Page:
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VB Attorneys wins appeal for maritime welder

superior energy services, vb attorneys wins appeal for maritime welder, court of appeals, jones act

We have won an appeal for our client, a maritime welder who was injured working for Superior Energy Services. The company in our client’s case had tried to argue he didn’t qualify to be compensated under the Jones Act for two reasons:

  1. That because the ship he was assigned to was not “in navigation” when our client got hurt, he wasn’t a Jones Act seaman.
  2. That, as a shore-based welder who did not contribute to the mission of the vessel, he should be prevented from filing a Jones Act lawsuit.

The trial court agreed with the company without allowing a jury to decide these issues, which is why we filed an appeal on behalf of our client. In Jones Act cases, normally it is the jury’s job to decide these issues. In their decision, the 1st Court of Appeals ruled that the trial court “abused its discretion by granting summary judgment on [our client’s] Jones Act claim because a question of material fact exists that precludes such relief.” They ruled against the company on both issues, arguing that a jury should decide these questions, not a judge.

Superior Energy Services failed to make the law fit their agenda

The Court of Appeals disagreed with Superior Energy’s argument that because he’d been hired as an onshore welder and that the injury had occurred in Superior’s warehouse onshore, he didn’t have a Jones Act claim. The Court found that our client’s job duties weren’t just land-based. That he wasn’t just an onshore welder. He had participated in multiple sea trials as part of the vessel crew, according to the company’s Vessel Manager.

The Court also disagreed with Superior’s argument that the vessel wasn’t a vessel “in navigation” because it was being overhauled when our client was injured. The Court clarified that the Jones Act doesn’t separate the vessel from “in navigation.” It refers to a “vessel in navigation” the same way general maritime laws in the United States refer to a “vessel.” This ruling helps all maritime and offshore workers who are hurt when the vessel may not be sailing, but still hurt on the job.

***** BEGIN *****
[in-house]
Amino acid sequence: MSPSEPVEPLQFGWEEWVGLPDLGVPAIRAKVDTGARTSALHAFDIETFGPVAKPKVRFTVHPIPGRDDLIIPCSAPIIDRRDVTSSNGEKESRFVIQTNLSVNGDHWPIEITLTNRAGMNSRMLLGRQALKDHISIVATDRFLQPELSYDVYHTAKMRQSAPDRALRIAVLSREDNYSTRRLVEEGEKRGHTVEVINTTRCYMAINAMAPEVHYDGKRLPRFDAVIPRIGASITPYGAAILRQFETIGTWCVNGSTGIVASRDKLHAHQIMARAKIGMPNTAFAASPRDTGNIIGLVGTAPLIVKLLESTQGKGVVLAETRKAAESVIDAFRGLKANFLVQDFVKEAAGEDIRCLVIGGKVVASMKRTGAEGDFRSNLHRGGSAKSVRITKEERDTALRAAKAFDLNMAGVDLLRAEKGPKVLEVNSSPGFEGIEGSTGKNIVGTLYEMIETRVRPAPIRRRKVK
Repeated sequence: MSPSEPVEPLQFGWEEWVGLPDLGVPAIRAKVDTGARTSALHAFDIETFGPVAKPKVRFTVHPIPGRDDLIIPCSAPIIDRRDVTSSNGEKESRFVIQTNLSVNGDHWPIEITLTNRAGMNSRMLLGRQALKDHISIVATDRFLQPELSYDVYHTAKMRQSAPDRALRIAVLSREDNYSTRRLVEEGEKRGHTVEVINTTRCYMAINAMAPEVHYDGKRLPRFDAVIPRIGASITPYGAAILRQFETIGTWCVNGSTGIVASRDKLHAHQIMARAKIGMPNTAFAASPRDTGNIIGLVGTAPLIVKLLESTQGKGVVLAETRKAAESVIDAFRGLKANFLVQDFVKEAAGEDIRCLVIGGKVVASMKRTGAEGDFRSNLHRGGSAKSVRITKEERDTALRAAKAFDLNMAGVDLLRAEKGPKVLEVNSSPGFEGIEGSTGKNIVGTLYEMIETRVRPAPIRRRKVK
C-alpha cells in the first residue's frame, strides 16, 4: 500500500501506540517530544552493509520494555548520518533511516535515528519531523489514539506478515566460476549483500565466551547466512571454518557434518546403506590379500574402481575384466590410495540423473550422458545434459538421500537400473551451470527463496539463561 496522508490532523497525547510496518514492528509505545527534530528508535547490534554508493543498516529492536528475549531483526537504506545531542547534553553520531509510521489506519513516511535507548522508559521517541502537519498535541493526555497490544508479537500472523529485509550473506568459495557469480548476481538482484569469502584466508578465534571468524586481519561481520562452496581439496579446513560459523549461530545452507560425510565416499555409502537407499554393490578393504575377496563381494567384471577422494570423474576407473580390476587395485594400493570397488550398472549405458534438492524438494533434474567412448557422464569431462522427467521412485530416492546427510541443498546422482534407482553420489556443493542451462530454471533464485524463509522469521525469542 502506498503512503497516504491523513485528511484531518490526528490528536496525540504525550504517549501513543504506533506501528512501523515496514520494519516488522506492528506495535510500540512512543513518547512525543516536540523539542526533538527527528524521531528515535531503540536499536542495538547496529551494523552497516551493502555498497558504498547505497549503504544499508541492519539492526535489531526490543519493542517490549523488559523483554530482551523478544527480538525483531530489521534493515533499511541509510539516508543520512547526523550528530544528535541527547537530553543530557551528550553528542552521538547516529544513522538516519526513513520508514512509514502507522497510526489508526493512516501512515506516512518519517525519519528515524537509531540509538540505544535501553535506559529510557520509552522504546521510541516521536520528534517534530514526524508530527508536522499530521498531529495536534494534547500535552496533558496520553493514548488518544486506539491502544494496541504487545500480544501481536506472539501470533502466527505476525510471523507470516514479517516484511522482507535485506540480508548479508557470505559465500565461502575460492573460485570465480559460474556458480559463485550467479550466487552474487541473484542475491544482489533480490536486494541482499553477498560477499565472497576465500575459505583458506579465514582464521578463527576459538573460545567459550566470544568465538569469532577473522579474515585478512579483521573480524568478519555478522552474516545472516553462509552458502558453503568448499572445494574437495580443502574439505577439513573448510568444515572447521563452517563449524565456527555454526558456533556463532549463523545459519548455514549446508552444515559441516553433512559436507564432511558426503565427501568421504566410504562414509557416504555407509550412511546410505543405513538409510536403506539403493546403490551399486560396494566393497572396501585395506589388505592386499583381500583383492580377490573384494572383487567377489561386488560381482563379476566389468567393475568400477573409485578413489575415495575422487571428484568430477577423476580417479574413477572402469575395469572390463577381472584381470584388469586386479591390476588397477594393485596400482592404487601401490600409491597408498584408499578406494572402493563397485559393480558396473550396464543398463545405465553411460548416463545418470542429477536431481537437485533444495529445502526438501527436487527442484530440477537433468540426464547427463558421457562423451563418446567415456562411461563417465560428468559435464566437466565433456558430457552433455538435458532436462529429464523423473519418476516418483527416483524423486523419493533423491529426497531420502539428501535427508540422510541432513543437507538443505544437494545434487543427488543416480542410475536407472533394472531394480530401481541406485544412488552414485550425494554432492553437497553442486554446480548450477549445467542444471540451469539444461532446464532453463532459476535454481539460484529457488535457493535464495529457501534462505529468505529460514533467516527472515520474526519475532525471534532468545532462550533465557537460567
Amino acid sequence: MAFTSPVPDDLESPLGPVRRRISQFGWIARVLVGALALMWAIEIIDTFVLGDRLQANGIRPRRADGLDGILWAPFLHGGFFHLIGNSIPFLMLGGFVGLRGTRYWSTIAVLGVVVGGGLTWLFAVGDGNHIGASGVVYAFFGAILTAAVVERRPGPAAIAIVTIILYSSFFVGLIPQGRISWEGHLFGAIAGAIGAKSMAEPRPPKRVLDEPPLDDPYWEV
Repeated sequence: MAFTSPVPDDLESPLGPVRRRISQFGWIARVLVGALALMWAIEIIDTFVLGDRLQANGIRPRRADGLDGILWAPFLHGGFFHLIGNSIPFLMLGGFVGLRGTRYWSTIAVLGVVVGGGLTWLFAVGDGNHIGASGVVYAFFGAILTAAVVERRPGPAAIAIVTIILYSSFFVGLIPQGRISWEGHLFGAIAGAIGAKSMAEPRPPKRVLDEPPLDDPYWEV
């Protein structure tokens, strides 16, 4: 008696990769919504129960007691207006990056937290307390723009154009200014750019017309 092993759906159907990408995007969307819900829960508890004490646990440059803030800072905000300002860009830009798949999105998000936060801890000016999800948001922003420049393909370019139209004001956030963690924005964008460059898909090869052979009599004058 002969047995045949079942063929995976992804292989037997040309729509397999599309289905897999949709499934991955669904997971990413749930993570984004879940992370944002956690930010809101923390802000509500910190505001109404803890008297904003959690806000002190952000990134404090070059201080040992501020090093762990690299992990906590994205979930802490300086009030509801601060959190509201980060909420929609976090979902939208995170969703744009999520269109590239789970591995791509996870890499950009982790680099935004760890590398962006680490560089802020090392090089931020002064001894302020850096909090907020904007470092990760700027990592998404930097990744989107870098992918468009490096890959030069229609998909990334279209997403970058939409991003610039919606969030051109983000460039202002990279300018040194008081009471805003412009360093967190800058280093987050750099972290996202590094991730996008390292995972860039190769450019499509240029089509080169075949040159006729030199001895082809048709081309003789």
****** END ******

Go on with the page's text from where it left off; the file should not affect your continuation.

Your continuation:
Appellate Court’s decision in favor of welder helps all injured maritime workers

This appeal is a big deal for anyone who is assigned to work on a vessel but was hired for a shore-based job. This is also a big deal for maritime workers who are hurt but their companies are arguing the vessel wasn’t in navigation. This decision helps all maritime workers. It strengthens maritime workers’ legal rights.

Instead of companies interpreting and twisting pieces of the Jones Act to fit their narrative, this decision forces them to remain true to the law.

Our client’s case will now proceed, and a jury will rightfully decide if he qualifies as a seaman under the Jones Act. He will get his day in court.

If you were injured in a similar situation and want to find out if you have a case, consult our team of maritime injury attorneys. We will answer all of your questions, help you determine your legal rights, and help you make an informed decision about what to do next. Call us at 877-724-7800 to get started now.

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